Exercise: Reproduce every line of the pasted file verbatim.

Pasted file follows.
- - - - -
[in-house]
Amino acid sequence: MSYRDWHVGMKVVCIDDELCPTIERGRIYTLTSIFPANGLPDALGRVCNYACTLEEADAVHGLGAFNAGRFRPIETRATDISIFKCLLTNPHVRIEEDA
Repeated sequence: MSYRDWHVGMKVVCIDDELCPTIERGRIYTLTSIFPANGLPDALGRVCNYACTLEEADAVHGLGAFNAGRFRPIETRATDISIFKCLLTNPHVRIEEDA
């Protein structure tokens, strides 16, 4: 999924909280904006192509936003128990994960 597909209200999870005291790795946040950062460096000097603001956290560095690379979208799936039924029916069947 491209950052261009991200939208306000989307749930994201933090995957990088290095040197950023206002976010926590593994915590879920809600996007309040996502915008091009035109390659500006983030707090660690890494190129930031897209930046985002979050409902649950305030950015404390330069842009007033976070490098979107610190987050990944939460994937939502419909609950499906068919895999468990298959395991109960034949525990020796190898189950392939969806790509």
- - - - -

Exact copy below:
[in-house]
Amino acid sequence: MSYRDWHVGMKVVCIDDELCPTIERGRIYTLTSIFPANGLPDALGRVCNYACTLEEADAVHGLGAFNAGRFRPIETRATDISIFKCLLTNPHVRIEEDA
Repeated sequence: MSYRDWHVGMKVVCIDDELCPTIERGRIYTLTSIFPANGLPDALGRVCNYACTLEEADAVHGLGAFNAGRFRPIETRATDISIFKCLLTNPHVRIEEDA
């Protein structure tokens, strides 16, 4: 999924909280904006192509936003128990994960 597909209200999870005291790795946040950062460096000097603001956290560095690379979208799936039924029916069947 491209950052261009991200939208306000989307749930994201933090995957990088290095040197950023206002976010926590593994915590879920809600996007309040996502915008091009035109390659500006983030707090660690890494190129930031897209930046985002979050409902649950305030950015404390330069842009007033976070490098979107610190987050990944939460994937939502419909609950499906068919895999468990298959395991109960034949525990020796190898189950392939969806790509």